By Sambhu R.
It takes much time to kill a tree,
Not a simple jab of the knife- On Killing a Tree, Gieve Patel
It’s easy to kill a poem.
If it’s the flying kind,
rip off its wings already slick
with the oil spill of words
and slit its throat
with the blade of your pen
run like a bow across the jugular.
The frantic flapping you hear
is the nerves straining for a final burst of music.
Plug your ears with indifference,
pluck the feathers, and clean up the blood.
If the poem is Black in its epidermal garb,
you may choke it with your knee
pressed ruthlessly to the back of the neck*.
It takes some time for the oxygen
to be shut out of the door of the lungs.
Be patient. Wait for the last leap of breath,
roll the corpse onto a gurney,
and smile at the spectators sliding mobile phones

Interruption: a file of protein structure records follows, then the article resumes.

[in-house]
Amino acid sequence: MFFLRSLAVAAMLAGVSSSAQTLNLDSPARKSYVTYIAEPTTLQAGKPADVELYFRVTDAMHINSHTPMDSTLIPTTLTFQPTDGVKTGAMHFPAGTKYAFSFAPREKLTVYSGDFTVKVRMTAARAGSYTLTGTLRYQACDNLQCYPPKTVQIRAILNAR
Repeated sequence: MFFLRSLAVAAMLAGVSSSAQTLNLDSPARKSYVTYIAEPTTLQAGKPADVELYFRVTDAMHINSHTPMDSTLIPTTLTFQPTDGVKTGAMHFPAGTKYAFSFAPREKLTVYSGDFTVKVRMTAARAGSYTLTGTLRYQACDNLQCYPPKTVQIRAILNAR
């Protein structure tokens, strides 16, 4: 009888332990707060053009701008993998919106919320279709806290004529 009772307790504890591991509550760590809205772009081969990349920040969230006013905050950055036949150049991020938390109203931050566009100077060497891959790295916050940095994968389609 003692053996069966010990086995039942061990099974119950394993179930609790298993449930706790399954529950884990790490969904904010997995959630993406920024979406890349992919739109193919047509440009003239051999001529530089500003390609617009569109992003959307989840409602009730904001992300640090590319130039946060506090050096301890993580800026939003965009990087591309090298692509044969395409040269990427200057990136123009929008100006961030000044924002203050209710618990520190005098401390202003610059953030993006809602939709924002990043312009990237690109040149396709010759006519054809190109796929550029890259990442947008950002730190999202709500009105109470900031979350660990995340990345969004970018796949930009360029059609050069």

out of the scabbard of their pockets.
If the poem talks too much,
incarcerate it behind thick bars of sense.
Try every trick from bastinado
to waterboarding and force a confession
of its all-the-perfumes-of-Arabia-will-not-sweeten guilt.
And if the poem is too popular,
chances are that it is adulterous;
then it merits no ordinary death.
Stone it with words
till all its charms are ripped out of its flesh.
To let a poem live, you need eyes
that can see the space between the lines
as the poem’s right to breathe,
and not as Nazi death trains
into which words are squeezed.
Killing it is a lot easier, takes no particular skill.
*Reference to George Floyd’s killing which took place in Minneapolis on 25 May 2020.
Sambhu R. is a bilingual poet from Kerala. He is Assistant Professor of English at N.S.S. College, Pandalam and is also a doctoral candidate. He has published an anthology of poems in Malayalam titled “Vavval Manushyanum Komaliyum.”
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